Right Type of Staff

Another challenge is to find the right staff at the right time. At some point your business cycle, you're going to need an architect who can design and layout what your infrastructure should look like. When you start to add all of these various technology components to keep your business afloat you're going to need a different resource to manage that. The IT talent that you find today who can architect your environment is not generally best suited to maintain that environment going forward. Conversely, IT staff who maintain the environment generally aren’t the best people to architect your environment. when you do bring in that architect to review your entire infrastructure, they are going to find lots and lots and lots of issues. They are going to ask why was this architected this way? Because each one of those was a point solution designed by somebody in the trenches, as opposed to somebody able to take a step out of the trenches looking at it holistically The other challenge of having your IT staff who are in the trenches supporting your environment do the design work is: what is their technical competency? Are they up to speed on the latest and greatest technologies that are coming around? In terms of if they lay out this environment, are they laying out yesterday’s environment? Or are they laying out an environment that will work for you tomorrow and well into the future? Inhouse staff invariably only get a limited exposure to IT technologies. The day to day hands on exposure is generally just what you have in your environment. Anything outside of that that you want to bring in, you are going on a reference or best guess or something that they have read and that may not be the right answer for your business.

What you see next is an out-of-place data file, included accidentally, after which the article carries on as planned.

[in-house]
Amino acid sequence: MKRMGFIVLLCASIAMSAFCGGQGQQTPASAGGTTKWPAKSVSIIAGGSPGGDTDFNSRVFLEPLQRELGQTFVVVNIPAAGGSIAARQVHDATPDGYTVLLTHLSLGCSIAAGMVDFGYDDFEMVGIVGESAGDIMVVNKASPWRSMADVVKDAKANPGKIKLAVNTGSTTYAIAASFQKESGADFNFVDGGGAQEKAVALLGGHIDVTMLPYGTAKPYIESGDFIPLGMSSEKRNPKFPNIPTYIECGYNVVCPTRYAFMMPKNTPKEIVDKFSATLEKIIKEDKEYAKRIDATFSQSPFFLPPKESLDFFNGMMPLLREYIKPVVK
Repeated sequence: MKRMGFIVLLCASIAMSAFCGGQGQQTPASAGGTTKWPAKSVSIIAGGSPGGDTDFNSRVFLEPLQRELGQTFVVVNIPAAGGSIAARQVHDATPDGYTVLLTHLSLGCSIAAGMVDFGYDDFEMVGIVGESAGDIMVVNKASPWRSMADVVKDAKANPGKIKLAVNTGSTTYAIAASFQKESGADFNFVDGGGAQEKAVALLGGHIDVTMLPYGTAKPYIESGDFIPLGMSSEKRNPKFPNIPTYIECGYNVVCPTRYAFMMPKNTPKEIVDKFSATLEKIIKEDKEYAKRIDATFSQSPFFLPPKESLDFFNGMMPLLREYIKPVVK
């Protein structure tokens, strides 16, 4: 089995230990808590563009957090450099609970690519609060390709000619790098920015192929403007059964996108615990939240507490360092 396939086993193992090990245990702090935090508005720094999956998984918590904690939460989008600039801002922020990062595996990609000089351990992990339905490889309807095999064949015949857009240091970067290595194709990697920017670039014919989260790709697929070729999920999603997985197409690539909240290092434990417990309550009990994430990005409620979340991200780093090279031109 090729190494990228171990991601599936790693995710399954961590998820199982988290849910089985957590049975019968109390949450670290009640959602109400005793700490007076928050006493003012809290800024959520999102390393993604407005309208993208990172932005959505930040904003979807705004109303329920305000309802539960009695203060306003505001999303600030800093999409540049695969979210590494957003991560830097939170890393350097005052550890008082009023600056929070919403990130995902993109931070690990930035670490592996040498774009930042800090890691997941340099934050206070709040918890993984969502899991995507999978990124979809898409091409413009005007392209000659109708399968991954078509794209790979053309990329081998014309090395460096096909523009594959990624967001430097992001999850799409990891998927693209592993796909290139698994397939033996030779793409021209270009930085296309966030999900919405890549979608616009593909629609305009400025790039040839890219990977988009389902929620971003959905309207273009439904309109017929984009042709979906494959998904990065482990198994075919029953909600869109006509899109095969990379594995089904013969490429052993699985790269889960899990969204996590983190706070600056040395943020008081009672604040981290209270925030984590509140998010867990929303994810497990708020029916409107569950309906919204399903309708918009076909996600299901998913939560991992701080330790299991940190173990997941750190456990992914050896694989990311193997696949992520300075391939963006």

As a small to medium business owner, really what want is peace of mind and stability in your IT environment. So you can focus on your core business which could be selling flowers. So the best practice is really to keep as few as possible, is any, IT resources in your organization. You are best suited to have a company that has these very skilled people, these very highly talented people that you can draw upon when you need them you don't need an architect on staff all of the time. When you leave all of that IT work outside with a specialist company that does this, you no longer have to worry about attracting IT talent to keep your business going, to manage an IT environment that the company has become hugely dependent on. By outsourcing your IT services, you become in control of the business, truly in control of the business as opposed to this illusion of being in control of the business for all of these reasons that I have talked about.